Nothing in particular, it was just a big disc at the time and it was a big soundtrack to buy. I wasn’t making decisions really about music, whatever was in the air and was the thing at the time is what I ended up listening to. I was more of a receptor to music than I was a seeker to music. 

There’s a very cinematic quality to the music you create. Is it just a coincidence that you’re also a filmmaker, or are you consciously bringing these cinematic elements in?

The only condition that I can validate any music form for me, in the things that I do, is when it triggers images. From the sound of a snare to a line of text, to lyrics, to the way the orchestra is playing, it has to somehow have a visual feeling. That’s why I think my music is so evocative, because it has in its DNA the purpose of being attached to images at some point. My job initially, and the one I think I’m the most professional at, is being a director and making images. 

There’s a beautiful video online of you performing ”Never Let You Down” at Montreux Jazz Festival with Elle Fanning. Did that come about through your work as a filmmaker? 

Yeah, I did a film [Lolita Lempicka fragrance campaign] with her when she was 14 [years old] , so almost 10 years ago. It’s funny because I just found a letter she wrote me after we made the film, and there are tons of cute stickers on it and it’s such a pretty letter. We remained friends. When I did the concert, I wanted to have some people that were important in my life and people that I loved. I knew she knew how to sing because I heard her sing at some point on set. So I was like ‘do you want to try it?’ She sent me a demo where she was singing the song in her bathroom and she killed it. 

What headspace were you in when you were writing your new album?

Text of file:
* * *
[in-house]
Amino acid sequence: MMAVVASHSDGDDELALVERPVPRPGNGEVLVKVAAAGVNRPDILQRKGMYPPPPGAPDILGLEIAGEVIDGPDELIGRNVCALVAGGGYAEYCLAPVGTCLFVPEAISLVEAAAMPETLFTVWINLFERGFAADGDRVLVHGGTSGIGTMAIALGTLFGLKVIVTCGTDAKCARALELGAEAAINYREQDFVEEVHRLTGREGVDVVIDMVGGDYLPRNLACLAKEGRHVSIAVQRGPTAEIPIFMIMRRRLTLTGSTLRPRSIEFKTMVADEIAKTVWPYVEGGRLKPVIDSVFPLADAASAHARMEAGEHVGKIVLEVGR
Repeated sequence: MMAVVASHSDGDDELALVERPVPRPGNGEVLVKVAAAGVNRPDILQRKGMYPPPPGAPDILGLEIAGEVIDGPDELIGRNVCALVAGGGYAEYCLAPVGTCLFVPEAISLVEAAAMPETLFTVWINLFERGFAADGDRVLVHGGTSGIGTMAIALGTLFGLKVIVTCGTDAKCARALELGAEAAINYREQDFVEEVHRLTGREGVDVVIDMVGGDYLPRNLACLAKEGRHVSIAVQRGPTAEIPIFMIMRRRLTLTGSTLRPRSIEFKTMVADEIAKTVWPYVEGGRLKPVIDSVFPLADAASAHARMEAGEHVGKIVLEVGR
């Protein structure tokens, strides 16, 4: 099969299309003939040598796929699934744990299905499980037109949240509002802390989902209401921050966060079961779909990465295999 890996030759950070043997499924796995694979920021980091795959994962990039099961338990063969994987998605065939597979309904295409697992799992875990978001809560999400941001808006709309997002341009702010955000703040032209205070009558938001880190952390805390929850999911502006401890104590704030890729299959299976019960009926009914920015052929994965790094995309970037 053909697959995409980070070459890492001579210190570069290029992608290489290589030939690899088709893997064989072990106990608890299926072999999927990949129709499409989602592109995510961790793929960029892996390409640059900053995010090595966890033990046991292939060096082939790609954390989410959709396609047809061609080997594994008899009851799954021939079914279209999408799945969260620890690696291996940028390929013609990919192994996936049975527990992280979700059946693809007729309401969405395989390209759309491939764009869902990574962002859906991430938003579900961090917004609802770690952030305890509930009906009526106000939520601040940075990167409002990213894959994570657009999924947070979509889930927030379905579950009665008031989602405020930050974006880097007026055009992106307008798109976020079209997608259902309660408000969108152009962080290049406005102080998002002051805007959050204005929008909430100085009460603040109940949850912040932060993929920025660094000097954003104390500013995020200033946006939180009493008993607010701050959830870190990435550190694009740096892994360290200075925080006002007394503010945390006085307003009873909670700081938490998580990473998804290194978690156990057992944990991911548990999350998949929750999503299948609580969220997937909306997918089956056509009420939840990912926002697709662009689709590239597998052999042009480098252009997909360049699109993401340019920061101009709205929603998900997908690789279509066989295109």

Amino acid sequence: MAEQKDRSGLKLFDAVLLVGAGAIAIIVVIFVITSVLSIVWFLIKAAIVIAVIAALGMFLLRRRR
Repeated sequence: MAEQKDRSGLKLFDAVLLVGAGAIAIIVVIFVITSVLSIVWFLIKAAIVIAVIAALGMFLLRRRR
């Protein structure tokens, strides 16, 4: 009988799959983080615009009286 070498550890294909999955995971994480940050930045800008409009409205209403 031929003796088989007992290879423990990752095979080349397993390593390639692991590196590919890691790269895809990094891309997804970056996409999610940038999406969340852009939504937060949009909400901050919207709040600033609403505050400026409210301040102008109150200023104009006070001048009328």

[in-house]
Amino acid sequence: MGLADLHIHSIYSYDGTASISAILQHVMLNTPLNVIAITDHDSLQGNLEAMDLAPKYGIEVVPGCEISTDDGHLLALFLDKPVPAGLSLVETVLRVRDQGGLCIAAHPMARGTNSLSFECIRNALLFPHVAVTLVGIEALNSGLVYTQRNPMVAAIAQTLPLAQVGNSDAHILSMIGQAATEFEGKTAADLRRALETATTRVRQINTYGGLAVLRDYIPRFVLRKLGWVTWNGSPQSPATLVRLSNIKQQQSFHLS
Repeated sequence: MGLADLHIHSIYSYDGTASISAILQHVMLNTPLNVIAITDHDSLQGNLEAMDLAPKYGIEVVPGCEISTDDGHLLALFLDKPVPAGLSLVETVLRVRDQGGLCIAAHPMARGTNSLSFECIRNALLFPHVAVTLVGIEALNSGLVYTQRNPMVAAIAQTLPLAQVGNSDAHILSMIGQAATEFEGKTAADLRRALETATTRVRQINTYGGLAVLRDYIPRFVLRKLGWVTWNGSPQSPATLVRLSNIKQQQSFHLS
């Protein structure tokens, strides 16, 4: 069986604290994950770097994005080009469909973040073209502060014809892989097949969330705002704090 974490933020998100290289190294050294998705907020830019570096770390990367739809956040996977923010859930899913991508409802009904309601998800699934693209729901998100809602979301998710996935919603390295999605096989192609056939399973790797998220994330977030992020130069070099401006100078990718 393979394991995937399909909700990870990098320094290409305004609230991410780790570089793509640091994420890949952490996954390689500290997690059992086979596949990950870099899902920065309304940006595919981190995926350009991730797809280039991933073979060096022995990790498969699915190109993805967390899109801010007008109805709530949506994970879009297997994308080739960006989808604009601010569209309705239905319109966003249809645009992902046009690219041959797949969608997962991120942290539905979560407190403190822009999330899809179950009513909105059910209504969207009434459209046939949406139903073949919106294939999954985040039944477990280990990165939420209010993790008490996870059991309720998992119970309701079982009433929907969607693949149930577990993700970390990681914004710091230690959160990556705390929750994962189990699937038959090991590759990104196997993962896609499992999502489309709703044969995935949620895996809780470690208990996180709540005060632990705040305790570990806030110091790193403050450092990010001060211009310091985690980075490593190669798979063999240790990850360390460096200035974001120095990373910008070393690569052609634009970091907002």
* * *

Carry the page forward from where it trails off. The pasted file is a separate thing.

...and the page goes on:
It was quite a roller coaster but I think the bottom line of the album is talking about mental health, the beauty that there is in asking for help, and admitting fragility. I don’t think there is anything more universal than this right now. Which strangely, still feels like a very taboo subject. 

You’re so immersed in all these different elements of pop culture, what are some trends you’re noticing in music right now that excite you? 

There’s something about reconstruction, which is a general theme in the world right now, reconstructing ideas of gender, reconstructing power, reconstructing contrasts. For example, Sophie or Arca, which are two producers I’m absolutely passionate about. Their work is a lot about deconstruction and a certain form of chaos, which I think really echoes with the politics of the world right now.

Do you have any tips or techniques that you use to maintain your beard?

I trim it myself. One thing that I think is the worst is a beard that’s too groomed; you should always keep it a bit rough but not too rough. It’s an in-between. I hate when they do the line on the jaw very sharp; it should always be a bit rough there but it should be clean on the neck. It should also never go on top of your upper lip. I started getting white hairs, which I’m really excited about because I can’t wait to see the pattern it makes. Beards are a kind of makeup for guys. 

Woodkid’s S16 is available now via Green United/Universal Music